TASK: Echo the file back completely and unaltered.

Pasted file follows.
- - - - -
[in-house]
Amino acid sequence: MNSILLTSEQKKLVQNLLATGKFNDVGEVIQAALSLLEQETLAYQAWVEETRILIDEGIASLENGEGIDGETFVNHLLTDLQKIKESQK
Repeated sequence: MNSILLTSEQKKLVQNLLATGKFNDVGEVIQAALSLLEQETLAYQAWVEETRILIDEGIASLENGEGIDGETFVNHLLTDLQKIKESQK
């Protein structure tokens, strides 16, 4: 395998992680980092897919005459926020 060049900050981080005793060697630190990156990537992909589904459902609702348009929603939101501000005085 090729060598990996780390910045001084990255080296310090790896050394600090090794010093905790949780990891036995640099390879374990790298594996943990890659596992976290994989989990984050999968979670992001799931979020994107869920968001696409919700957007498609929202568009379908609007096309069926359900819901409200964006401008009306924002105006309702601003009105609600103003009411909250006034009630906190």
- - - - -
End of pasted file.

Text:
[in-house]
Amino acid sequence: MNSILLTSEQKKLVQNLLATGKFNDVGEVIQAALSLLEQETLAYQAWVEETRILIDEGIASLENGEGIDGETFVNHLLTDLQKIKESQK
Repeated sequence: MNSILLTSEQKKLVQNLLATGKFNDVGEVIQAALSLLEQETLAYQAWVEETRILIDEGIASLENGEGIDGETFVNHLLTDLQKIKESQK
């Protein structure tokens, strides 16, 4: 395998992680980092897919005459926020 060049900050981080005793060697630190990156990537992909589904459902609702348009929603939101501000005085 090729060598990996780390910045001084990255080296310090790896050394600090090794010093905790949780990891036995640099390879374990790298594996943990890659596992976290994989989990984050999968979670992001799931979020994107869920968001696409919700957007498609929202568009379908609007096309069926359900819901409200964006401008009306924002105006309702601003009105609600103003009411909250006034009630906190």